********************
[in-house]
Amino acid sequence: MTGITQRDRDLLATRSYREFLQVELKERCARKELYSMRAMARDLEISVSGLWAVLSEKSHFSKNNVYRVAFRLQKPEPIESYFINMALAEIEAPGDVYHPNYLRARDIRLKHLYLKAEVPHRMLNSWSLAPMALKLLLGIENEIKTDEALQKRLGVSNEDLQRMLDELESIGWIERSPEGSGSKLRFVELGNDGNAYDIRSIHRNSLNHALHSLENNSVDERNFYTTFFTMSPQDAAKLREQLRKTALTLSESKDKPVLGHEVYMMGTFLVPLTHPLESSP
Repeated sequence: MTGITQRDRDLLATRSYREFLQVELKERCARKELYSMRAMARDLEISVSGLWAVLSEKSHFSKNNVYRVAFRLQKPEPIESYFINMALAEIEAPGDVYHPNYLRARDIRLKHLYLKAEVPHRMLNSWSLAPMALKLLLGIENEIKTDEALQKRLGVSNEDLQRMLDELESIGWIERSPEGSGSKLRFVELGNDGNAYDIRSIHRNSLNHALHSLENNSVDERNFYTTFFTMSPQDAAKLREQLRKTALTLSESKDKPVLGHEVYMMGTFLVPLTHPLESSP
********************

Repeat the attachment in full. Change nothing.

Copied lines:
[in-house]
Amino acid sequence: MTGITQRDRDLLATRSYREFLQVELKERCARKELYSMRAMARDLEISVSGLWAVLSEKSHFSKNNVYRVAFRLQKPEPIESYFINMALAEIEAPGDVYHPNYLRARDIRLKHLYLKAEVPHRMLNSWSLAPMALKLLLGIENEIKTDEALQKRLGVSNEDLQRMLDELESIGWIERSPEGSGSKLRFVELGNDGNAYDIRSIHRNSLNHALHSLENNSVDERNFYTTFFTMSPQDAAKLREQLRKTALTLSESKDKPVLGHEVYMMGTFLVPLTHPLESSP
Repeated sequence: MTGITQRDRDLLATRSYREFLQVELKERCARKELYSMRAMARDLEISVSGLWAVLSEKSHFSKNNVYRVAFRLQKPEPIESYFINMALAEIEAPGDVYHPNYLRARDIRLKHLYLKAEVPHRMLNSWSLAPMALKLLLGIENEIKTDEALQKRLGVSNEDLQRMLDELESIGWIERSPEGSGSKLRFVELGNDGNAYDIRSIHRNSLNHALHSLENNSVDERNFYTTFFTMSPQDAAKLREQLRKTALTLSESKDKPVLGHEVYMMGTFLVPLTHPLESSP